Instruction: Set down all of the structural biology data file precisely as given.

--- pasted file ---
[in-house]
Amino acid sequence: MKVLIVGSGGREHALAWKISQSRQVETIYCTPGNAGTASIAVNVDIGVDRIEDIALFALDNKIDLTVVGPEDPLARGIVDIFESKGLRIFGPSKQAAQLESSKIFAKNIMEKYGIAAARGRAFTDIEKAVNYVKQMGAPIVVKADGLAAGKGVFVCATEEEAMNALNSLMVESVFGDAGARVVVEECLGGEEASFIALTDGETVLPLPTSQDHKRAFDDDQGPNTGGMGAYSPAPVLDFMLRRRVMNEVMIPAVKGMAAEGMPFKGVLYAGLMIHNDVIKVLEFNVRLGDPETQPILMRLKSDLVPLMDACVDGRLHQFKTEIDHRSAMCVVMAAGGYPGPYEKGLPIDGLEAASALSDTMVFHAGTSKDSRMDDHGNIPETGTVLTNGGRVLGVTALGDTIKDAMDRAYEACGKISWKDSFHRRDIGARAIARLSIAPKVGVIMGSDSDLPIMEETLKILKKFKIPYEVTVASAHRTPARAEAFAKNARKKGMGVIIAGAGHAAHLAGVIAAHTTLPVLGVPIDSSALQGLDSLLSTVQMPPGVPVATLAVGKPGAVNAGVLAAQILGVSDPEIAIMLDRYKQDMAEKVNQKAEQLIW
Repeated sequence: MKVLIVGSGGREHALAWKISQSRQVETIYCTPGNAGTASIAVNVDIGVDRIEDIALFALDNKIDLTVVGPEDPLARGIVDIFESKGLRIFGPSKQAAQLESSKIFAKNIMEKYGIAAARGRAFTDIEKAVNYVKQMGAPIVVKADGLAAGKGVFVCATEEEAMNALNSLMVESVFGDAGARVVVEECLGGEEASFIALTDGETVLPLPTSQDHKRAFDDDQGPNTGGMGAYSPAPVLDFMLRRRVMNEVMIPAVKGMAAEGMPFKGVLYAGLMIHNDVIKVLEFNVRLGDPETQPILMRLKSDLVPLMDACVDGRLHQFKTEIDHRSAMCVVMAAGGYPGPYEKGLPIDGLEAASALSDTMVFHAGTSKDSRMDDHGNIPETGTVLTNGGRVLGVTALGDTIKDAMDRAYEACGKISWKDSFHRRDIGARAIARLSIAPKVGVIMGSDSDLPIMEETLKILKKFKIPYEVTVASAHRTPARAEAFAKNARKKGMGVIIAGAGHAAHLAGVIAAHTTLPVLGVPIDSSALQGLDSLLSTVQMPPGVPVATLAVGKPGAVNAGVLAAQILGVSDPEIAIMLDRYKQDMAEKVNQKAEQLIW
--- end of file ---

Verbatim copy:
[in-house]
Amino acid sequence: MKVLIVGSGGREHALAWKISQSRQVETIYCTPGNAGTASIAVNVDIGVDRIEDIALFALDNKIDLTVVGPEDPLARGIVDIFESKGLRIFGPSKQAAQLESSKIFAKNIMEKYGIAAARGRAFTDIEKAVNYVKQMGAPIVVKADGLAAGKGVFVCATEEEAMNALNSLMVESVFGDAGARVVVEECLGGEEASFIALTDGETVLPLPTSQDHKRAFDDDQGPNTGGMGAYSPAPVLDFMLRRRVMNEVMIPAVKGMAAEGMPFKGVLYAGLMIHNDVIKVLEFNVRLGDPETQPILMRLKSDLVPLMDACVDGRLHQFKTEIDHRSAMCVVMAAGGYPGPYEKGLPIDGLEAASALSDTMVFHAGTSKDSRMDDHGNIPETGTVLTNGGRVLGVTALGDTIKDAMDRAYEACGKISWKDSFHRRDIGARAIARLSIAPKVGVIMGSDSDLPIMEETLKILKKFKIPYEVTVASAHRTPARAEAFAKNARKKGMGVIIAGAGHAAHLAGVIAAHTTLPVLGVPIDSSALQGLDSLLSTVQMPPGVPVATLAVGKPGAVNAGVLAAQILGVSDPEIAIMLDRYKQDMAEKVNQKAEQLIW
Repeated sequence: MKVLIVGSGGREHALAWKISQSRQVETIYCTPGNAGTASIAVNVDIGVDRIEDIALFALDNKIDLTVVGPEDPLARGIVDIFESKGLRIFGPSKQAAQLESSKIFAKNIMEKYGIAAARGRAFTDIEKAVNYVKQMGAPIVVKADGLAAGKGVFVCATEEEAMNALNSLMVESVFGDAGARVVVEECLGGEEASFIALTDGETVLPLPTSQDHKRAFDDDQGPNTGGMGAYSPAPVLDFMLRRRVMNEVMIPAVKGMAAEGMPFKGVLYAGLMIHNDVIKVLEFNVRLGDPETQPILMRLKSDLVPLMDACVDGRLHQFKTEIDHRSAMCVVMAAGGYPGPYEKGLPIDGLEAASALSDTMVFHAGTSKDSRMDDHGNIPETGTVLTNGGRVLGVTALGDTIKDAMDRAYEACGKISWKDSFHRRDIGARAIARLSIAPKVGVIMGSDSDLPIMEETLKILKKFKIPYEVTVASAHRTPARAEAFAKNARKKGMGVIIAGAGHAAHLAGVIAAHTTLPVLGVPIDSSALQGLDSLLSTVQMPPGVPVATLAVGKPGAVNAGVLAAQILGVSDPEIAIMLDRYKQDMAEKVNQKAEQLIW